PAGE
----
Reviews

2017 Lincoln MKZ Introduction


The Lincoln MKZ is built on the Ford Fusion platform, but don’t hold that against it too much, as nowadays it’s not uncommon for a luxury car to be built on the underpinnings of a standard sedan. It’s still sporty, responsive, enthusiastic and entertaining (although that too is something that might be said of a good standard sedan). It’s not the flagship of the Lincoln line; that would be the larger Continental that was just launched in 2017. Competitors include the Lexus ES.

Naturally, the Lincoln MKZ offers more, such as available Lincoln Drive Control, with three modes to set the dampers, steering response, and stability control; it also has active noise cancellation to help build luxury silence in the cabin. Front-wheel drive is standard, with all-wheel drive available.

The 2017 Lincoln MKZ gets a new nose to bring back some elegant conservatism, after trying to look aggressive for a few years, since its debut it 2013 to be exact. With its fastback profile and the new mesh grille, it looks Jaguar-esque.

The 2017 Lincoln MKZ also gets a more refined V6 with more horsepower. It’s a 3.0-liter twin-turbocharged EcoBoost making 400 horsepower and 400 pound-feet of torque with all-wheel drive, or 350 horsepower and 400 pound-feet with front-wheel drive. It’s mated to a six-speed automatic, and gets 20 miles per gallon with all-wheel drive. Available with this engine is a Driver’s Package that includes Dynamic Torque Vectoring to tighten cornering, and an active sport-tuned suspension.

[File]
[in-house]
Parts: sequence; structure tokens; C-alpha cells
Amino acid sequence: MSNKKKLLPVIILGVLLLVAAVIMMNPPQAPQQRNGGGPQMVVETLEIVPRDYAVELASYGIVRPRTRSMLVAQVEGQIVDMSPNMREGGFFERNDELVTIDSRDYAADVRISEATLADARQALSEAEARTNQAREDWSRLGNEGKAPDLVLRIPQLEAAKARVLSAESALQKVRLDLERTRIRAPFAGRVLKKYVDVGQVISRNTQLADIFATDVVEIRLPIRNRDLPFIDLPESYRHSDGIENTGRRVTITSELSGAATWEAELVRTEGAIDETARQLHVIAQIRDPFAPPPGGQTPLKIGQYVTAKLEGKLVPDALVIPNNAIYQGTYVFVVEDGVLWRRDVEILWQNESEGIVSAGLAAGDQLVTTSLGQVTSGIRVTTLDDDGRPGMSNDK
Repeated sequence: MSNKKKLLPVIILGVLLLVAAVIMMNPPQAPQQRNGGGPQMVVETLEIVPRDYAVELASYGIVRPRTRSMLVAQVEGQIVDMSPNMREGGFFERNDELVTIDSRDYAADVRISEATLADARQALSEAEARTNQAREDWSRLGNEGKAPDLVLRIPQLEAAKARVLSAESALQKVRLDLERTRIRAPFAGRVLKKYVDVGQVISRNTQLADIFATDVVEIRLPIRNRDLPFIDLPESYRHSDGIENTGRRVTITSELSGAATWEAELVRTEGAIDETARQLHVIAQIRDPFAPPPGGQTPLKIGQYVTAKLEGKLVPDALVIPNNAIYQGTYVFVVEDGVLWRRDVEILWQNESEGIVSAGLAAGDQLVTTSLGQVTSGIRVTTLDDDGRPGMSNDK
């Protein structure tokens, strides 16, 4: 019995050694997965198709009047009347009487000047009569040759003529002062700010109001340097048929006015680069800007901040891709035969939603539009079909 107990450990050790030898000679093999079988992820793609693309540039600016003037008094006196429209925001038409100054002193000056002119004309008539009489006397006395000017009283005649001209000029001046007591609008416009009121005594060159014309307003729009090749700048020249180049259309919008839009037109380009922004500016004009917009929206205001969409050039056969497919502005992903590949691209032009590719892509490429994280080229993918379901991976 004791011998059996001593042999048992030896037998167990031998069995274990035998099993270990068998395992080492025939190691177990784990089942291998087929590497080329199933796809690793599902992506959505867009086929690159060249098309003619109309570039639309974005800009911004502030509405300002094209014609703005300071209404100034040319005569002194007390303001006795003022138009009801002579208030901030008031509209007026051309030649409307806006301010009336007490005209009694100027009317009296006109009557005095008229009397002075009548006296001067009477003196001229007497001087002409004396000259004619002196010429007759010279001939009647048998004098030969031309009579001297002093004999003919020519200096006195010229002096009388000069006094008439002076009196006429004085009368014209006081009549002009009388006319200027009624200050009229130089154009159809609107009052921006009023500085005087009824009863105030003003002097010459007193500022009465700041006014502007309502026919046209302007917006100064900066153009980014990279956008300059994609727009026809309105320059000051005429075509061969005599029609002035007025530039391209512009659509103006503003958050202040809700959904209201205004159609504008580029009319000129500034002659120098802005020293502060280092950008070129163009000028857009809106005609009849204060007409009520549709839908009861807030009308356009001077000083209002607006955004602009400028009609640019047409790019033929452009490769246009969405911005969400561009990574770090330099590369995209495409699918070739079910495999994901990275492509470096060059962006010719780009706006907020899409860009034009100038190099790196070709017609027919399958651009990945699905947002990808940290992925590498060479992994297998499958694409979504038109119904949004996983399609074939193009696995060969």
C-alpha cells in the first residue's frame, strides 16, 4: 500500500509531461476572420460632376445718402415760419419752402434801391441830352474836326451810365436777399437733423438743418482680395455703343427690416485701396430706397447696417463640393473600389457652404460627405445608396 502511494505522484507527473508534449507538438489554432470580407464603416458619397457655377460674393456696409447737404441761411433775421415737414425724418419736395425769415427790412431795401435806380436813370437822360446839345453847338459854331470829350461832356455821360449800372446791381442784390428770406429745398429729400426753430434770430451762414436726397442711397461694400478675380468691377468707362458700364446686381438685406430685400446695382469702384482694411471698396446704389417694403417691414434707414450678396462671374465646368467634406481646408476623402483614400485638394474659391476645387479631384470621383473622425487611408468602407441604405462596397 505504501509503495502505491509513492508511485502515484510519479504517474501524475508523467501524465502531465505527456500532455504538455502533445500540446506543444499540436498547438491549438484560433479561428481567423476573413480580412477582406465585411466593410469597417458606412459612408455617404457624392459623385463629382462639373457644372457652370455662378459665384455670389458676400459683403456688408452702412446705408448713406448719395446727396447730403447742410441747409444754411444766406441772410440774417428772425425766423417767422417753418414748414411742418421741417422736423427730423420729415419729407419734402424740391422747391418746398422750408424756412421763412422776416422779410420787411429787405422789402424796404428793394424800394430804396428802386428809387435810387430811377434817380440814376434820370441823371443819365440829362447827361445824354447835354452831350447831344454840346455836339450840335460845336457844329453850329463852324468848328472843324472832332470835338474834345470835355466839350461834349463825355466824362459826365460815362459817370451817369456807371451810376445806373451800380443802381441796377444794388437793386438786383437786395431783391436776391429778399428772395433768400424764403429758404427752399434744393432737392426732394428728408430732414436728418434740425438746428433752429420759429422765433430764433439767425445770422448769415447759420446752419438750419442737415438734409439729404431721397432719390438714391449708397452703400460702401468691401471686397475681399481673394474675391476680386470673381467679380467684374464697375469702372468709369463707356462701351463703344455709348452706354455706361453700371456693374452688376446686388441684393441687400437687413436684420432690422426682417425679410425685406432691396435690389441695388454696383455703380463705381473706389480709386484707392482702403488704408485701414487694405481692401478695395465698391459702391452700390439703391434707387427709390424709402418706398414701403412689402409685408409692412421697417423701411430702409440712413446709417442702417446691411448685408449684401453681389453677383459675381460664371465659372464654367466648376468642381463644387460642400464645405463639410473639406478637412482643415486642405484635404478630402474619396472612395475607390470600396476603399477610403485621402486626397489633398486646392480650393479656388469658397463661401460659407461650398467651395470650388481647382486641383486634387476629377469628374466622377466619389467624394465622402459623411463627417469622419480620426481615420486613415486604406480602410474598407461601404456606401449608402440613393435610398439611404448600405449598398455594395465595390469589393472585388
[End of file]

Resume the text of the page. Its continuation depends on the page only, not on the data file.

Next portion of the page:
Base engine is a 2.0-liter turbocharged four-cylinder making 240 or 245 horsepower, with all-wheel drive or front-wheel drive. It gets 24 miles per gallon combined with front-wheel drive. There’s also a front-wheel-drive Hybrid model, a 2.0-liter four with two motors driven by a lithium-ion battery pack. It gets 40 miles per gallon combined, using a CVT transmission.

There are some changes in the cabin as well. The push-button gear selector remains, but the unpopular capacitive sliders have been replaced by more conventional and satisfying knobs and switches, unfortunately in conspicuous plastic. The Lincoln MKZ gets an upscale version of Ford’s latest Sync 3 interface for infotainment and connectivity.

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